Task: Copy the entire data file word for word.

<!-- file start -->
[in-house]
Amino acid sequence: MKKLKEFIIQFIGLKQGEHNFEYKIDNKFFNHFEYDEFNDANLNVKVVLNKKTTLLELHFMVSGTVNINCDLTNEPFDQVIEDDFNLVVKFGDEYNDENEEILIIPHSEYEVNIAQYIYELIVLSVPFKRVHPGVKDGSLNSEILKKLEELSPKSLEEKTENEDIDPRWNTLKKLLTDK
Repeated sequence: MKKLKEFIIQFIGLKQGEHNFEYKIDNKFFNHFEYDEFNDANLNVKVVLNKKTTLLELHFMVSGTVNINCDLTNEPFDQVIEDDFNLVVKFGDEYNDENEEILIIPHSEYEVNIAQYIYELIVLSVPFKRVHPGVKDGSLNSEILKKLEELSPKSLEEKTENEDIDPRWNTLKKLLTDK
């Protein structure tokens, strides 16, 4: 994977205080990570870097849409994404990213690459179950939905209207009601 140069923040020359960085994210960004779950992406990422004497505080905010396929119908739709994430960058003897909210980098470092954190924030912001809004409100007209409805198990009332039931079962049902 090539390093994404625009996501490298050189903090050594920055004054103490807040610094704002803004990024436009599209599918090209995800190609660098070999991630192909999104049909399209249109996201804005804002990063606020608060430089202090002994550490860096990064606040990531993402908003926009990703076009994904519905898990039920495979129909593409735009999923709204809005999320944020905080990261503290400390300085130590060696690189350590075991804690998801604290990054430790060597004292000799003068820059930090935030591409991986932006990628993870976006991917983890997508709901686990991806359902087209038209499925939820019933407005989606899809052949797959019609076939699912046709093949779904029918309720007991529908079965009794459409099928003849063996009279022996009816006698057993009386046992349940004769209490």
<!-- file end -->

[in-house]
Amino acid sequence: MKKLKEFIIQFIGLKQGEHNFEYKIDNKFFNHFEYDEFNDANLNVKVVLNKKTTLLELHFMVSGTVNINCDLTNEPFDQVIEDDFNLVVKFGDEYNDENEEILIIPHSEYEVNIAQYIYELIVLSVPFKRVHPGVKDGSLNSEILKKLEELSPKSLEEKTENEDIDPRWNTLKKLLTDK
Repeated sequence: MKKLKEFIIQFIGLKQGEHNFEYKIDNKFFNHFEYDEFNDANLNVKVVLNKKTTLLELHFMVSGTVNINCDLTNEPFDQVIEDDFNLVVKFGDEYNDENEEILIIPHSEYEVNIAQYIYELIVLSVPFKRVHPGVKDGSLNSEILKKLEELSPKSLEEKTENEDIDPRWNTLKKLLTDK
């Protein structure tokens, strides 16, 4: 994977205080990570870097849409994404990213690459179950939905209207009601 140069923040020359960085994210960004779950992406990422004497505080905010396929119908739709994430960058003897909210980098470092954190924030912001809004409100007209409805198990009332039931079962049902 090539390093994404625009996501490298050189903090050594920055004054103490807040610094704002803004990024436009599209599918090209995800190609660098070999991630192909999104049909399209249109996201804005804002990063606020608060430089202090002994550490860096990064606040990531993402908003926009990703076009994904519905898990039920495979129909593409735009999923709204809005999320944020905080990261503290400390300085130590060696690189350590075991804690998801604290990054430790060597004292000799003068820059930090935030591409991986932006990628993870976006991917983890997508709901686990991806359902087209038209499925939820019933407005989606899809052949797959019609076939699912046709093949779904029918309720007991529908079965009794459409099928003849063996009279022996009816006698057993009386046992349940004769209490």